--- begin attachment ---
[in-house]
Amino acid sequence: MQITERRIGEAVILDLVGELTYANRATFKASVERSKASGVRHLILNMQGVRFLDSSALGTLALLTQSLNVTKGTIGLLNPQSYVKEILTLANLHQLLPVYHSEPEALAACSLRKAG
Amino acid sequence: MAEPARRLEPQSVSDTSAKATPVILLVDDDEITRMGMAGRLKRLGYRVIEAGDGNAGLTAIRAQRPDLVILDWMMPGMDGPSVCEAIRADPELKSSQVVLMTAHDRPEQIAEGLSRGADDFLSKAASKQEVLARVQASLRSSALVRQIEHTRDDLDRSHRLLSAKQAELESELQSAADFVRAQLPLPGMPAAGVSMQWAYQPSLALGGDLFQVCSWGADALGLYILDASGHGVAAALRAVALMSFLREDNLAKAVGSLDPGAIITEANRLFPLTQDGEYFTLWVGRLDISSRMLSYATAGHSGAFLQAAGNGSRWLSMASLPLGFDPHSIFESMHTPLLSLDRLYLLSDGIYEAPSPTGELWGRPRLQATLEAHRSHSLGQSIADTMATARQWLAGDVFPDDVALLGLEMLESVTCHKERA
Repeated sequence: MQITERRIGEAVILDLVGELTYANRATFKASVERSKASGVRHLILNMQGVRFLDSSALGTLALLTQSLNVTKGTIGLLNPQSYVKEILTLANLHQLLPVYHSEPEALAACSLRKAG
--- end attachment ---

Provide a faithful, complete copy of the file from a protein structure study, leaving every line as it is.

[in-house]
Amino acid sequence: MQITERRIGEAVILDLVGELTYANRATFKASVERSKASGVRHLILNMQGVRFLDSSALGTLALLTQSLNVTKGTIGLLNPQSYVKEILTLANLHQLLPVYHSEPEALAACSLRKAG
Amino acid sequence: MAEPARRLEPQSVSDTSAKATPVILLVDDDEITRMGMAGRLKRLGYRVIEAGDGNAGLTAIRAQRPDLVILDWMMPGMDGPSVCEAIRADPELKSSQVVLMTAHDRPEQIAEGLSRGADDFLSKAASKQEVLARVQASLRSSALVRQIEHTRDDLDRSHRLLSAKQAELESELQSAADFVRAQLPLPGMPAAGVSMQWAYQPSLALGGDLFQVCSWGADALGLYILDASGHGVAAALRAVALMSFLREDNLAKAVGSLDPGAIITEANRLFPLTQDGEYFTLWVGRLDISSRMLSYATAGHSGAFLQAAGNGSRWLSMASLPLGFDPHSIFESMHTPLLSLDRLYLLSDGIYEAPSPTGELWGRPRLQATLEAHRSHSLGQSIADTMATARQWLAGDVFPDDVALLGLEMLESVTCHKERA
Repeated sequence: MQITERRIGEAVILDLVGELTYANRATFKASVERSKASGVRHLILNMQGVRFLDSSALGTLALLTQSLNVTKGTIGLLNPQSYVKEILTLANLHQLLPVYHSEPEALAACSLRKAG